Title:
Forming polymer features on a substrate
United States Patent 6566280


Abstract:
Polymer features may be formed on a substrate by applying a polymer to a photoresist pattern which is subsequently removed to generate the desired polymer features.



Inventors:
Meagley, Robert P. (Hillsboro, OR)
Goodner, Michael D. (Hillsboro, OR)
Application Number:
10/227678
Publication Date:
05/20/2003
Filing Date:
08/26/2002
Assignee:
Intel Corporation (Santa Clara, CA)
Primary Class:
Other Classes:
257/E21.038, 257/E21.039, 257/E21.235, 257/E21.314, 438/706, 438/759, 438/781
International Classes:
G03F7/40; H01L21/033; H01L21/308; H01L21/3213; (IPC1-7): H01L21/31; H01L21/302
Field of Search:
438/283, 438/780, 438/253, 438/759, 438/697, 438/781, 438/706
View Patent Images:
US Patent References:
6511793Method of manufacturing microstructure using photosensitive glass substrate2003-01-28Cho et al.430/323
6497996Fine pattern forming method2002-12-24Naya et al.430/323
6492069Method for forming an attenuated phase-shifting mask2002-12-10Wu et al.430/5
6399508Method for metal etch using a dielectric hard mask2002-06-04Ting et al.438/706
20020058199Novel polymers and photoresist compositions comprising electronegative groups2002-05-16Zampini et al.430/270.1
6383952RELACS process to double the frequency or pitch of small feature formation2002-05-07Subramanian et al.438/781
6376157Method of manufacturing a semiconductor device, chemical solution to form fine pattern, and semiconductor device2002-04-23Tanaka et al.430/314
6348301Method of reducing a critical dimension of a patterned photoresist layer2002-02-19Lin430/330
6258514Top surface imaging technique using a topcoat delivery system2001-07-10Montgomery430/315
6221562Resist image reversal by means of spun-on-glass2001-04-24Boyd et al.430/314
6184041Fused hybrid resist shapes as a means of modulating hybrid resist space width2001-02-06Furukawa et al.430/396
6177236Method of making a pixelized scintillation layer and structures incorporating same2001-01-23Apte430/320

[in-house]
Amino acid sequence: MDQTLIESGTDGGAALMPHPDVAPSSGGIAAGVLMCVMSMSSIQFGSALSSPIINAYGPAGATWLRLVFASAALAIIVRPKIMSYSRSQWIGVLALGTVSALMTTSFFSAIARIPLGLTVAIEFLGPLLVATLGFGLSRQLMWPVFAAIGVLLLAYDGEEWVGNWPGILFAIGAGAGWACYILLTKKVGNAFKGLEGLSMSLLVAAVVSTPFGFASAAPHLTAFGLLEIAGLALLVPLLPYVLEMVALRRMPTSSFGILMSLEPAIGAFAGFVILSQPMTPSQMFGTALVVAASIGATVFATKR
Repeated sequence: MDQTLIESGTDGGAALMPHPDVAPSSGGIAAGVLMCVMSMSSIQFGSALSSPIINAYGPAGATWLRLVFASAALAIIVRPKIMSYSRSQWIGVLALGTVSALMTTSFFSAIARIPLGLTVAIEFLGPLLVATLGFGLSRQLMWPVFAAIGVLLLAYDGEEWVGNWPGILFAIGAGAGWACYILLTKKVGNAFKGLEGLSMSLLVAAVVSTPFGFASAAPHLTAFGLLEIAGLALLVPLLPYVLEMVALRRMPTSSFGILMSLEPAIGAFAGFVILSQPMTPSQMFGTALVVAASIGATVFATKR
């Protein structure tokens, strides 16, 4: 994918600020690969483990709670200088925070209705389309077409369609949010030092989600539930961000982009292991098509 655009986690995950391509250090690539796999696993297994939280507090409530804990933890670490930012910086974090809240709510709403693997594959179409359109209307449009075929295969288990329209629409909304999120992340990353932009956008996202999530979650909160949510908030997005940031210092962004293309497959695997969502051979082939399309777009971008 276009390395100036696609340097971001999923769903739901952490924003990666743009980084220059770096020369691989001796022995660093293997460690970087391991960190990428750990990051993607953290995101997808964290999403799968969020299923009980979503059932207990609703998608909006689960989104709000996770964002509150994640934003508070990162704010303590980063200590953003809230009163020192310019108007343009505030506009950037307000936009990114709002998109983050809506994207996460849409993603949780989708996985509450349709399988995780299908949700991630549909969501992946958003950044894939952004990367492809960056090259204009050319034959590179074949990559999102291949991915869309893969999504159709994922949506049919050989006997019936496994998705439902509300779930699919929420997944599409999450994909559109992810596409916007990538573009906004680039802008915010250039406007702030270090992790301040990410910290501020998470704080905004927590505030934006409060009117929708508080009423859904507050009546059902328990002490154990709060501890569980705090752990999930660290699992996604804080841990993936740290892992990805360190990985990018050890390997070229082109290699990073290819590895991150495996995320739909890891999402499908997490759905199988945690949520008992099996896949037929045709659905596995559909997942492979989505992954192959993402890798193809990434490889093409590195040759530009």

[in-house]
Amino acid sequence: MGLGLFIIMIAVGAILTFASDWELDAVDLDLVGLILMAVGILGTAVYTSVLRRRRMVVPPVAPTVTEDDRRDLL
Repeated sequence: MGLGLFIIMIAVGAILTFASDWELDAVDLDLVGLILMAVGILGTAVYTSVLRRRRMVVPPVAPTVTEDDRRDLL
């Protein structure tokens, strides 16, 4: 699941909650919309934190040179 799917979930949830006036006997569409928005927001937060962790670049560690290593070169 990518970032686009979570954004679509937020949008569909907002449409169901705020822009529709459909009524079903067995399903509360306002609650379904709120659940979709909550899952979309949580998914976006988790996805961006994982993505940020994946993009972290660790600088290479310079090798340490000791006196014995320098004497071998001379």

6171761Resist pattern forming method utilizing multiple baking and partial development steps2001-01-09Minamide et al.430/313
5925494Vapor deposition of polymer films for photolithography1999-07-20Horn430/270.1
5853921Methods of fabricating phase shift masks by controlling exposure doses1998-12-29Moon et al.430/5
5789140Method of forming a pattern or via structure utilizing supplemental electron beam exposure and development to remove image residue1998-08-04Chou et al.430/296
5759748Method for forming photoresist pattern1998-06-02Chun et al.430/323
5695896Process for fabricating a phase shifting mask1997-12-09Pierrat430/5
5665251RIE image transfer process for plating1997-09-09Robertson et al.216/22
5641610Method for producing a multi-step structure in a substrate1997-06-24Bartha et al.430/313
5545512Method of forming a pattern of silylated planarizing photoresist1996-08-13Nakato430/323
4296146Method for removing resist layer from substrate with combustible gas burnoff1981-10-20Penn427/58



Primary Examiner:
Lebentritt, Michael S.
Attorney, Agent or Firm:
Trop, Pruner & Hu, P.C.
Claims:
What is claimed is:

1. A method comprising: applying a polymer to a patterned photoresist template that is formed on a substrate; baking the substrate having the polymer and the patterned photoresist template; and removing the patterned photoresist template to generate a plurality of structures formed of the polymer.

2. The method of claim 1, further comprising exposing the patterned photoresist template to radiation of a selected wavelength prior to applying the polymer.

3. The method of claim 2, further comprising removing a first portion of the polymer prior to the baking so that a remaining portion of the polymer is substantially coplanar with the patterned photoresist template.

4. The method of claim 1, wherein the polymer may enable resolution enhancement lithography via a chemical shrink process.

5. The method of claim 1, further comprising rinsing the substrate after the baking to remove excess polymer.

6. The method of claim 1, further comprising exposing the substrate to radiation of a selected wavelength and baking for a second time, prior to the removing.

7. The method of claim 6, wherein the patterned photoresist template is removed with a developer solution.

8. The method of claim 1, further comprising using the plurality of structures to form features for spacer gate transistors.

9. The method of claim 1, further comprising reworking the substrate.

10. The method of claim 1, wherein the polymer is applied by spin coating it on the substrate via a planarizing spin coat.

11. A method comprising: creating a sacrificial photoresist template on a substrate; applying a polymer to the sacrificial photoresist template; forming a cross-linked polymer layer adjacent at least a portion of the sacrificial photoresist template by baking; releasing excess polymer; and removing the sacrificial photoresist template, leaving structures formed of the cross-linked polymer layer.

12. The method of claim 11, further comprising exposing the sacrificial photoresist template to radiation of a selected wavelength prior to applying the polymer.